The selective in vivo homing of the two nucleolin-binding reagents, the F3 peptide and the NCL3 antibody, to angiogenic blood vessels establishes cell surface nucleolin as a new angiogenesis marker. Tumor blood vessels undergo angiogenesis (Hanahan and Folkman, 1996) and have specific markers in common with other angiogenic vessels (Ruoslahti, 2002). Future studies will determine whether cell surface nucleolin might play a role in angiogenesis, possibly by binding and internalizing growth factors such as midkine and bFGF. The restricted expression of cell surface nucleolin in angiogenic vessels and in tumor cells in vivo, and its ability to internalize molecules bound to it, make nucleolin an attractive potential target for the development of agents for vascular therapy of tumors.
MDA-MB-435 cells were grown in RPMI 1640 medium with 10% FCS and 1% Glutamine Pen-Strep (Irvine Scientific). CHO-K1 and pgsA-745 cells were grown in αMEM Earle's salt with 10% FCS and 1% Glutamine Pen-Strep. The antibodies used were mouse monoclonal antinucleolin (IgG1; MS-3; Santa Cruz Biotechnology, Inc.) and rabbit polyclonal antibodies raised against peptides synthesized according to the nucleolin sequence. NCL2 and NCL3 were raised against amino acids 43–51 and 221–232 of human nucleolin, respectively. The peptides were coupled to keyhole limpet hemocyanin and used to immunize rabbits according to the manufacturer's instructions. Antibodies were affinity purified from the sera on the appropriate synthetic peptide immobilized on a SulfoLink Column (Pierce Chemical Co.; 2 mg of peptide covalently coupled/column). Bound antibodies were eluted with a glycine-hydrochloride buffer, pH 2.5, and neutralized with 1 M Tris-HCl, pH 8. Each antibody immunoblotted the same 110-kD nucleolin band in cell extracts as the monoclonal antinucleolin.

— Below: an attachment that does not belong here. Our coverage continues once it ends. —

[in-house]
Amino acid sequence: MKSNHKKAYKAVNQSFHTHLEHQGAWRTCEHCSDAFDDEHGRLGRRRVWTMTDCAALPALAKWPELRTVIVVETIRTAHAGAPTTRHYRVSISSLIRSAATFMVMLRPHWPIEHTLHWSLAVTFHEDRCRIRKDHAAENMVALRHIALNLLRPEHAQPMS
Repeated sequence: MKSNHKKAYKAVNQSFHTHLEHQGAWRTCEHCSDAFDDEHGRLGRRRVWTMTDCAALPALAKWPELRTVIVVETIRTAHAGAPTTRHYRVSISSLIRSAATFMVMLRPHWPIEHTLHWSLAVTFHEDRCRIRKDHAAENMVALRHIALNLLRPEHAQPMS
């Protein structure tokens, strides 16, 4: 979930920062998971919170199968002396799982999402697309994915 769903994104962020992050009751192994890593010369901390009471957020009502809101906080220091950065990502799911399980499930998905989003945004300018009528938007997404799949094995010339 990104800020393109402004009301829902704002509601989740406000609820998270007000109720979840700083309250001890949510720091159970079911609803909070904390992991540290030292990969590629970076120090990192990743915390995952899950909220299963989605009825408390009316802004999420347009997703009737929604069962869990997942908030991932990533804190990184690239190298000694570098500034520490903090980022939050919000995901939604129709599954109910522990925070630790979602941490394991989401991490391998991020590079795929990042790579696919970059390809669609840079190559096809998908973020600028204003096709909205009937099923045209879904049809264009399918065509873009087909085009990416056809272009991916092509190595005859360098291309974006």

Affinity purification of nucleolin from MDA-MB-435 detergent extracts was performed as described previously (Christian et al., 2001b). In brief, 6 × 108 cells were pelleted and lysed in 60 ml of RIPA buffer (1% Triton X-100, 0.5% deoxycholic acid, 0.1% SDS, 10 mM Tris-HCl, pH 7.6, 150 mM NaCl, and 1% protease inhibitor cocktail for mammalian cells; Sigma-Aldrich). The lysate was incubated with 20 μl F3 (AKVKDEPQRRSARLSAKPAPPKPEPKPKKAPAKK) affinity matrix (2 mg of peptide covalently coupled to 1 ml of affigel 10). Control fractionation was performed on a 34–amino acid peptide that represents a scrambled version of F3. The matrix beads were washed three times with 0.025% Triton X-100, 50 mM Tris-HCl, pH 8.4, 150 mM NaCl, 1 mM CaCl2, and 0.02% azide; washed twice with 25 mM Tris-HCl, pH 8.4, and 250 mM NaCl; and the bound proteins were eluted with 30 μl SDS gel sample buffer. The affinity-purified proteins were reduced with 50 mM DTT and separated on an 8–20% polyacrylamide gel and visualized by colloidal blue staining (Invitrogen). The molecular masses of the gel bands were determined by comparing to the standards in an Alphamanager instrument (Alpha Innotech Corp.). Bands that appeared in the F3 eluate, but not in the control, were cut out, digested with trypsin, and analyzed by mass spectroscopy using a matrix-assisted laser desorption ionization, time of flight instrument (model Voyager DE-PRO; Applied Biosystems) using an α-cyano-4-hydroxycinnamic acid/nitrocellulose matrix.
Cell extracts or affinity-purified samples were separated on an SDS-PAGE and transferred onto nitrocellulose membranes for 1 h at 100 V. The membranes were blocked overnight at 4°C with 5% milk powder in TBS-T (140 mM NaCl, 10 mM Tris-HCl, pH 7.4, and 0.05% Tween) and incubated with mouse monoclonal or rabbit polyclonal antinucleolin antibody (10 μg/ml in TBS-T) for 1 h at RT. After extensive washing, the membranes were incubated with peroxidase-coupled rabbit anti–mouse or goat anti–rabbit antibody, and bound antibody was detected with ECL (Amersham Biosciences) and exposure to Biomax MR (Kodak).